The caveats: I'm not a woman and my experience with pregnancy hasn't been that it was difficult to achieve, but rather, uhhh, easier than I preferred, let's just say. So, am I just tone deaf on the subject, or does this strike anybody else as WTFable?
Gary links to a Washington Post profile of Mike Weinstein, the Air Force Academy graduate and ex-Reagan Administration lawyerwho is suing the Air Force, seeking an injuction against religious favoritism for evangelical Christians and against proselytizing in the service. Opposing him are organizations such as the
"Officers' Christian Fellowship, a private organization with 14,000 active-duty members on more than 200 U.S. military bases around the world. In its mission statement, the OCF says its goal is "a spiritually transformed military, with ambassadors for Christ in uniform, empowered by the Holy Spirit."
As a result of pressure from evangelical groups, the Air Force has recently changed its guidelines "to explicitly allow commanders to share their faith with subordinates." This is exactly the kind of problem that the separation of church and state is intended to address -- evangelical Christians can proselytize all they want on their own time. When they co-opt the power of the state to leverage their message through abusing superior positions like so:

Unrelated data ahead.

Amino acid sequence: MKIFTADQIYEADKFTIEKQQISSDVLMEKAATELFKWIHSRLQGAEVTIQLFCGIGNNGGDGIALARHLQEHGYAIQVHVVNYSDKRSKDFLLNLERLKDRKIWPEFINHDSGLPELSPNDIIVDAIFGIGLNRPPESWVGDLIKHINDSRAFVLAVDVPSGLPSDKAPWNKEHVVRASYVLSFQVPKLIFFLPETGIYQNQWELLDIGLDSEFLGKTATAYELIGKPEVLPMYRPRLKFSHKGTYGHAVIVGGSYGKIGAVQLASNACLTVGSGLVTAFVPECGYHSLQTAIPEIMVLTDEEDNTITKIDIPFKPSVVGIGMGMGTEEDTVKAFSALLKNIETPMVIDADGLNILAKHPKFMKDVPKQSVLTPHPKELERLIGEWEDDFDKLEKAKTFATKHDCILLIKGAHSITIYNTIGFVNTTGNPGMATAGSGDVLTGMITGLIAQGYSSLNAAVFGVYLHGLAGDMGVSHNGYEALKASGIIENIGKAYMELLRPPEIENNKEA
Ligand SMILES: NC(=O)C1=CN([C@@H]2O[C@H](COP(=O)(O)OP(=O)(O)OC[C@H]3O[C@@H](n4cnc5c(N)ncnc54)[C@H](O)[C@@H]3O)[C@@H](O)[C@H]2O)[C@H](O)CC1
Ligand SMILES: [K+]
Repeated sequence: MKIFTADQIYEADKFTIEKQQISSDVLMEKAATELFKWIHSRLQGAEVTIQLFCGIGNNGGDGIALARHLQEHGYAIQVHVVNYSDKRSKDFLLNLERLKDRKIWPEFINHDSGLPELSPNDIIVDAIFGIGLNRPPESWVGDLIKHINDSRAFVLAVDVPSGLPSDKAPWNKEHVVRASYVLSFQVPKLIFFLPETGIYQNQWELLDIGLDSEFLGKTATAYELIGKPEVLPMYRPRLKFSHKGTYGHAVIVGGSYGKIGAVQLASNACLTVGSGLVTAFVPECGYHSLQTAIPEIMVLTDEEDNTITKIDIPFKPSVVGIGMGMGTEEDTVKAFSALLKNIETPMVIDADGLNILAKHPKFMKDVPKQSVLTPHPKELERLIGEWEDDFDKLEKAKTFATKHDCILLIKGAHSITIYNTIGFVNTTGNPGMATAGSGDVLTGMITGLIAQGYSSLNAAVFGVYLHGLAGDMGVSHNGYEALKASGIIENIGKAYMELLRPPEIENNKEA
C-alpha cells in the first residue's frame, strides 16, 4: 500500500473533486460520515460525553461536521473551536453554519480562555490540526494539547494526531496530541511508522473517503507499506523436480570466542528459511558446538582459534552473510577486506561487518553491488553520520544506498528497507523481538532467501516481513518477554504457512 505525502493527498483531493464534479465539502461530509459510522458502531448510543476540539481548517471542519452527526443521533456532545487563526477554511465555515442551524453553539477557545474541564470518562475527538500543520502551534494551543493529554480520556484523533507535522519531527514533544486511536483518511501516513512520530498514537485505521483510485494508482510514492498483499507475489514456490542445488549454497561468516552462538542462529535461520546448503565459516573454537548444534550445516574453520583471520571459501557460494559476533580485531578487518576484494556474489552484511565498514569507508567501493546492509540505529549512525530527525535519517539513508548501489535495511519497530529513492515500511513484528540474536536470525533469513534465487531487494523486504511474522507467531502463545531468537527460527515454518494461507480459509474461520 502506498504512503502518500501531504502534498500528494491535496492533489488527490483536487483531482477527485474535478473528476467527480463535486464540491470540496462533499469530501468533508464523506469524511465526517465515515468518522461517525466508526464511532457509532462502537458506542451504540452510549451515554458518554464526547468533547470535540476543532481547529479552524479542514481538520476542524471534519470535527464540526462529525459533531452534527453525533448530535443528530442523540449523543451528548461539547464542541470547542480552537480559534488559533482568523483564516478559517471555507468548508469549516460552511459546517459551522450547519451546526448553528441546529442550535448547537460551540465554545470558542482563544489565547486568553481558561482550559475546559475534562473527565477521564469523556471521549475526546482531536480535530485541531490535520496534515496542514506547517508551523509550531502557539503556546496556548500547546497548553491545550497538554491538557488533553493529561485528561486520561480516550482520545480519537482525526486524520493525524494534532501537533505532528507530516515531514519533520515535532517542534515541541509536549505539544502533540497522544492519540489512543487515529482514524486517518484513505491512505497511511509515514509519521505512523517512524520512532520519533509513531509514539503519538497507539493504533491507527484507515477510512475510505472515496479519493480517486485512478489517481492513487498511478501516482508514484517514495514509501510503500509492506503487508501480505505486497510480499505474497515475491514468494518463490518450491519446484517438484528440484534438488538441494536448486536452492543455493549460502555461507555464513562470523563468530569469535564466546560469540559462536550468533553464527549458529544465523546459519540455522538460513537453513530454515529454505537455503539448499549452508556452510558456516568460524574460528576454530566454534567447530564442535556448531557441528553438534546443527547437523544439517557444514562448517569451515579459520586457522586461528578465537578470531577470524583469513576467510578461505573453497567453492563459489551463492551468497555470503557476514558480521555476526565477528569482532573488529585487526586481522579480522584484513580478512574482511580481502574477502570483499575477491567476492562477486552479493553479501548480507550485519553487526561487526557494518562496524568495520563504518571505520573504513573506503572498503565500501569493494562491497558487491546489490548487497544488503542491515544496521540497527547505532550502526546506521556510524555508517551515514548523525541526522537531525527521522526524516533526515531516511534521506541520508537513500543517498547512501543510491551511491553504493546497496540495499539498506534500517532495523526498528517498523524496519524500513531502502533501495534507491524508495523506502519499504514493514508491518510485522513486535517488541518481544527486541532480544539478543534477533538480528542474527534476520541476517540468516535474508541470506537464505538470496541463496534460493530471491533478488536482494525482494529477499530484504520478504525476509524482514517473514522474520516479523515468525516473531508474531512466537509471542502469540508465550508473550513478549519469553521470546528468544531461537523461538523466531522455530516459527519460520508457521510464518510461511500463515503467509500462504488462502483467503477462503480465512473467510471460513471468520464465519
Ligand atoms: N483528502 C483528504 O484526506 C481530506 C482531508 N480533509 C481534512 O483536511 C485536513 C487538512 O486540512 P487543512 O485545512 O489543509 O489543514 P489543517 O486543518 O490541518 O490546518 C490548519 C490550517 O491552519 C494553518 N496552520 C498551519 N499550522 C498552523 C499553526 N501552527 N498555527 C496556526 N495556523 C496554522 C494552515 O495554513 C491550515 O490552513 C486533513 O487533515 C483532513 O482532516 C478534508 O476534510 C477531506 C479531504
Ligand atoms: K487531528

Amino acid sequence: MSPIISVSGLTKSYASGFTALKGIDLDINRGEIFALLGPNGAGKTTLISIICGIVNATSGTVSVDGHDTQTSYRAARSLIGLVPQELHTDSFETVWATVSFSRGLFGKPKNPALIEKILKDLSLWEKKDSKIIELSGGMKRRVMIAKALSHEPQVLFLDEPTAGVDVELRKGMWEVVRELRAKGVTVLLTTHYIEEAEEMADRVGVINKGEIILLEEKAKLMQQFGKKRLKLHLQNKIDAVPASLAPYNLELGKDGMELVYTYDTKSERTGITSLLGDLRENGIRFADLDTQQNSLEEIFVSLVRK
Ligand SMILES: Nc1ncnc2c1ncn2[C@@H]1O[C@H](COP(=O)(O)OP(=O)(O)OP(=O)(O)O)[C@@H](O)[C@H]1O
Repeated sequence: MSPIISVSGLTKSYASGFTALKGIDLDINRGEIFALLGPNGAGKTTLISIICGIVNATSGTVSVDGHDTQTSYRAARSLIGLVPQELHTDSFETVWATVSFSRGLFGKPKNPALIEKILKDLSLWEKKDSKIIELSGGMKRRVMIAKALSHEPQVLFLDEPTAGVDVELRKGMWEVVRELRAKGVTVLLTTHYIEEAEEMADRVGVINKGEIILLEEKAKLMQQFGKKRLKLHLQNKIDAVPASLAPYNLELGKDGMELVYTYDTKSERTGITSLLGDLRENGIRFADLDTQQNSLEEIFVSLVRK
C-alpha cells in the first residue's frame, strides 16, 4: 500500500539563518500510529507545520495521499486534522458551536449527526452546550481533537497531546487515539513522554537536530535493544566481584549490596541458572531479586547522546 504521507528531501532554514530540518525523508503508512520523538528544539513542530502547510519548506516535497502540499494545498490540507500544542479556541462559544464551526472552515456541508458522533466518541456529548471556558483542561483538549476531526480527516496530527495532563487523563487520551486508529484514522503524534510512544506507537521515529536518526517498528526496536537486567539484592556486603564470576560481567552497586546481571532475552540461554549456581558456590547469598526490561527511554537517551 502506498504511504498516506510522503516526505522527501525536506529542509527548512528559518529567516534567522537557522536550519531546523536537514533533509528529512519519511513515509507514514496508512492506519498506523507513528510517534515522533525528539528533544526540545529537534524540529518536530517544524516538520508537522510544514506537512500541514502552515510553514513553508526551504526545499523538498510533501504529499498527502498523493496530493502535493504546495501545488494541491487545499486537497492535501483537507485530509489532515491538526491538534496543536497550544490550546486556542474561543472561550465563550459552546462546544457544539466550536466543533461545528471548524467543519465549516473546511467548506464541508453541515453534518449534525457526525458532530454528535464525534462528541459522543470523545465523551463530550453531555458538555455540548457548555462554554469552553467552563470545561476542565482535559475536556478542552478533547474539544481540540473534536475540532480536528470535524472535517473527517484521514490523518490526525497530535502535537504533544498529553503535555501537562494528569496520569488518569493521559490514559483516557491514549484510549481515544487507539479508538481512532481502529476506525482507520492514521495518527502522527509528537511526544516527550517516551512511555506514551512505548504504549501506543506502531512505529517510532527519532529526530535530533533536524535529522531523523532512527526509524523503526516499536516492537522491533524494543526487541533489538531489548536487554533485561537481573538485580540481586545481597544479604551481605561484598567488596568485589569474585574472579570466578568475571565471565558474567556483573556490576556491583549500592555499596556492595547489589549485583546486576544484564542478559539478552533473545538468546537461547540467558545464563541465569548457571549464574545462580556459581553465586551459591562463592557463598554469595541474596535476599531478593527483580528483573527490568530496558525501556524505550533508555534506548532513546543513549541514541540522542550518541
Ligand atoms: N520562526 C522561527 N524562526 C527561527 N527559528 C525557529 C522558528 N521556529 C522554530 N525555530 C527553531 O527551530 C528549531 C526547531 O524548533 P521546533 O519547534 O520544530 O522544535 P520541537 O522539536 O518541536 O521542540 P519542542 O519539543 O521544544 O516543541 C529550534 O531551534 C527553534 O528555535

It found, for example, that Brig. Gen. Johnny Weida, the commandant of cadets, taught the entire incoming class a "J for Jesus" hand signal; that football coach Fisher DeBerry hung a "Team Jesus" banner in the locker room; and that more than 250 faculty members and senior officers signed a campus newspaper advertisement saying: "We believe that Jesus Christ is the only real hope for the world."
that's wrong and oppressive to anyone of a religion who's not the dominant one around. I don't understand why the Air Force is catering to this nonsense. Go read the article, and read what Gary has to say about it.
My mother and me, planning our trip to Australia:
Mom: I want to go to Tasmania!
Me: Why Tasmania?
Mom: So I can say I've been to Tasmania! It sounds so exotic.
Me: What's there to do in Tasmania?
Mom: I don't know.
Me: We're not going to Tasmania just so you can say that you've been. It's not a good use of our time. If there's something fun to do there, we'll consider it. Go do some research on the Internet and get back to me. Otherwise, we should go somewhere like Sydney or Cairnes.